5. In vitro and in vivo activities of trybizine hydrochloride against various pathogenic trypanosome species.

    PubMed

    Kaminsky, R; Brun, R

    1998-11-01

    Trybizine hydrochloride [O,O'-bis(4,6-diamino-1,2-dihydro-2, 2-tetramethylene-s-triazine-1-yl)-1,6-hexanediol dihydrochloride] was active in vitro against the sleeping sickness-causing agents Trypanosoma brucei subsp. rhodesiense and T. brucei subsp. gambiense; against a multidrug-resistant organism, T. brucei subsp. brucei; and against animal-pathogenic organisms Trypanosoma evansi, Trypanosoma equiperdum, and Trypanosoma congolense; but not against the intracellular parasites Trypanosoma cruzi and Leishmania donovani. Cytotoxic effects against mammalian cells were observed at approximately 10(6)-fold higher concentrations than those necessary to inhibit T. brucei subsp. rhodesiense. Trybizine hydrochloride was able to eliminate T. brucei subsp. rhodesiense and T. brucei subsp. gambiense in an acute rodent model with four intraperitoneal doses of 0.25 mg kg of body weight-1 or four doses of 1 mg kg-1, respectively, or with four oral doses of 20 mg kg-1. The compound expressed activity against suramin-resistant T. evansi strains in mice. However, these concentrations were not sufficient to cure mice infected with multidrug-resistant T. brucei subsp. brucei. A late-stage rodent model with central nervous system involvement could not be cured, indicating that trybizine may not pass the blood-brain barrier in sufficient quantities. PMID:9797216

  6. Comparative in vitro fungicidal activity of echinocandins against Candida albicans in peritoneal dialysis fluids.

    PubMed

    Tobudic, Selma; Forstner, Christina; Schranz, Heidelinde; Poeppl, Wolfgang; Vychytil, Andreas; Burgmann, Heinz

    2013-11-01

    The peritoneal dialysis (PD)-associated peritonitis caused by fungi is a relatively rare, but very serious disease. PD fluids (PDFs) affect inhibitory efficacy on the microorganisms' growth, which may compromise the affectivity of some antimicrobials. The purpose of this study was to investigate in vitro the fungicidal effectiveness of echinocandins in diverse PDFs. The fungicidal efficacy of caspofungin (CAS), anidulafungin (ANA), micafungin (MYC) against five clinical isolates of Candida albicans was studied in the different PDFs using time-kill curves. As control substance amphotericin B was used. Echinocandins showed slower and reduced killing of C. albicans in PDFs when compared with the time-kill curves in control bouillon. At concentration of 8 × minimal inhibitory concentration (MIC) the greatest reduction in the growth of C. albicans was seen by ANA in lactate-buffered Nutrineal PD4(®) with 1.1% amino acid (2.33 ± 0.52 log10 CFU ml(-1) ), and by CAS and MYC in lactate-buffered Dianeal PD4(®) with 1.36% glucose (2.36 ± 0.89 log10 CFU ml(-1) and 2.36 ± 0.99 log10 CFU ml(-1) respectively). Using high concentration of 128 × MIC echinocandins achieved fungicidal effect in all PDFs. PDFs may significantly impair the activities of echinocandins, but fungicidal activity of drugs can be achieved at high concentration of 128 × MIC. PMID:23551835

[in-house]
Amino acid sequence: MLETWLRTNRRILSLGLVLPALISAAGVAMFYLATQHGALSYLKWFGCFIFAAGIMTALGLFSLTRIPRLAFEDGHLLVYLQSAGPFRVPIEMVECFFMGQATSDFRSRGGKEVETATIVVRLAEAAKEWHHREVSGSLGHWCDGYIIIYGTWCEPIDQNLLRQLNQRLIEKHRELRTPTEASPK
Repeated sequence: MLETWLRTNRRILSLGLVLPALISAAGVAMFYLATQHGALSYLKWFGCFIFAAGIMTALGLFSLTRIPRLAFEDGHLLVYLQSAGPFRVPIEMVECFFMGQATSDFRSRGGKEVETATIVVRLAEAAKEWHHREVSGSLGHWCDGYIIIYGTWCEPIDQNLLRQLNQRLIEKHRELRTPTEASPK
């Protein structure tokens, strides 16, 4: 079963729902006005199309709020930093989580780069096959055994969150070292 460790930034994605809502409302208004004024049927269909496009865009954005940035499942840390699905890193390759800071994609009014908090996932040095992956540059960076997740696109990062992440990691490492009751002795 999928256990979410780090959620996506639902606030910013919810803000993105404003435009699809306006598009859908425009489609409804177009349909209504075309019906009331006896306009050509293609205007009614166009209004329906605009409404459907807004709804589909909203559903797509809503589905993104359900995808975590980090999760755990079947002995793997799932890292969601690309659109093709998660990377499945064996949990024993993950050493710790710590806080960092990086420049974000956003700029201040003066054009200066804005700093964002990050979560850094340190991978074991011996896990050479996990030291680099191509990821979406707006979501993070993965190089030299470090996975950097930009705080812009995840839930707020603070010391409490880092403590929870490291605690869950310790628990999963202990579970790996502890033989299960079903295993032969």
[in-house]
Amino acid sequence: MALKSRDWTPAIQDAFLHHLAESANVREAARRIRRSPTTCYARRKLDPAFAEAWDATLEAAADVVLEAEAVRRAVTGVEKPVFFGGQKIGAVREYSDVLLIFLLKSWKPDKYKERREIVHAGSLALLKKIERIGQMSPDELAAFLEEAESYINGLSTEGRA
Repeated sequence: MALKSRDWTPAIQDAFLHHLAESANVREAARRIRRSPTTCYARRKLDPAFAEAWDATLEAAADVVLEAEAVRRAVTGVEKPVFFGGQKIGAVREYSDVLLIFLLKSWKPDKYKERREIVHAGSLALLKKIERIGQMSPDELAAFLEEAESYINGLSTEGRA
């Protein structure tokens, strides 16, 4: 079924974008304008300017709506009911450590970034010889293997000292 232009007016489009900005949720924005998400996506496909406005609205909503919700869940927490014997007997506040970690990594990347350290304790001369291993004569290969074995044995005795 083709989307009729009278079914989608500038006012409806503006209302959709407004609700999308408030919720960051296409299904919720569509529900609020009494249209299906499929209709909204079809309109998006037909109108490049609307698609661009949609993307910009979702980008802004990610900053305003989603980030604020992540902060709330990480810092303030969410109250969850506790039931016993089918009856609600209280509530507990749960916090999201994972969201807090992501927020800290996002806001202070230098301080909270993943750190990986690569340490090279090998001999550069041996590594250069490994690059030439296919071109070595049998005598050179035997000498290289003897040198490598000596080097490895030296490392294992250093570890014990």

7. In vitro antitumoral activity of compounds isolated from Artemisia gorgonum Webb.

    PubMed

    Martins, Alice; Mignon, Rukmini; Bastos, Marina; Batista, Daniela; Neng, Nuno R; Nogueira, José M F; Vizetto-Duarte, Catarina; Custódio, Luísa; Varela, Joăo; Rauter, Amélia P

    2014-09-01

    Artemisia gorgonum (Asteraceae) is an endemic plant to the Cape Verde islands and plays an important role in traditional medicine. The chloroform extract of the plant aerial parts afforded six sesquiterpene lactones, two methoxylated flavonoids, two lignans, and one tetracyclic triterpene, which were isolated by chromatographic methods and their structure established by physical and spectroscopic techniques. The cytotoxic activity of the three major constituents, namely, arborescin, artemetin, and sesamin, was evaluated on neuroblastoma (SH-SY5Y), hepatocarcinoma (HepG2), and nontumoral bone marrow stromal (S17) cell lines. The application of different concentrations of the compounds significantly decreased tumor cells viability at different extents, especially at the highest concentrations tested. Arborescin is the most promising compound as it was able to reduce tumoral cell viability with an IC50 significantly lower (229-233??M; p?activity in vitro, more pronounced on the cancer cell lines, confirming A.?gorgonum as a source of potential antitumoral molecules. PMID:24633846

  8. Antioxidant and anticancer activities of Chenopodium quinoa leaves extracts - in vitro study.

    PubMed

    Gawlik-Dziki, Urszula; ?wieca, Micha?; Su?kowski, Maciej; Dziki, Dariusz; Baraniak, Barbara; Czy?, Jaros?aw

    2013-07-01

    The nutraceutical potential of Chenopodium quinoa Leaves (ChL) was assessed through analyses of their phenolic content, elucidation of the effect of ChL phenolic compounds on cancer cell properties and estimation of their antioxidative activity, bioaccessibility and bioavailability in vitro. Considerable amounts of ferulic, sinapinic and gallic acids, kaempferol, isorhamnetin and rutin were observed in the chemical ChL extract and were linked with its inhibitory effect on prostate cancer cell proliferation, motility and cellular competence for gap junctional communication. Both extracts, chemical and obtained after simulated digestion, exerted an inhibitory effect on lipoxygenase activity, paralleled by their considerable chelating, antioxidative, antiradical and reducing power. These observations indicate that phenolic ChL compounds may exert a chemopreventive and anticarcinogenic effect on oxidative stress and ROS-dependent intracellular signaling via synergic effects. The relatively high potential bioaccessibility and bioavailability of the compounds probably responsible for these effects demonstrates the suitability of ChL for dietary supplementation. PMID:23537598